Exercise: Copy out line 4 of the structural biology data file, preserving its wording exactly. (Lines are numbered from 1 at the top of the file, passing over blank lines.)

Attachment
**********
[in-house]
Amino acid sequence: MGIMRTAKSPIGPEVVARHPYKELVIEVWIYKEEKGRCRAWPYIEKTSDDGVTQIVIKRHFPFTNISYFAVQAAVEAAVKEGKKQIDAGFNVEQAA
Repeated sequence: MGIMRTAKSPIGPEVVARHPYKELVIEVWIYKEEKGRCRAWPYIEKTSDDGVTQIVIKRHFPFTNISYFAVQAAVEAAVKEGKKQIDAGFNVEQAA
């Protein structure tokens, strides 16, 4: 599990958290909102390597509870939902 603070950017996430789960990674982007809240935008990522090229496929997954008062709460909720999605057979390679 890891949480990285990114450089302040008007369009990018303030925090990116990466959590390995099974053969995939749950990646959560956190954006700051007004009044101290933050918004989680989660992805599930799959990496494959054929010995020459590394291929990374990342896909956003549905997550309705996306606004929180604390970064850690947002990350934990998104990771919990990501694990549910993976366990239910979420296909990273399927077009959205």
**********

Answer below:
């Protein structure tokens, strides 16, 4: 599990958290909102390597509870939902 603070950017996430789960990674982007809240935008990522090229496929997954008062709460909720999605057979390679 890891949480990285990114450089302040008007369009990018303030925090990116990466959590390995099974053969995939749950990646959560956190954006700051007004009044101290933050918004989680989660992805599930799959990496494959054929010995020459590394291929990374990342896909956003549905997550309705996306606004929180604390970064850690947002990350934990998104990771919990990501694990549910993976366990239910979420296909990273399927077009959205």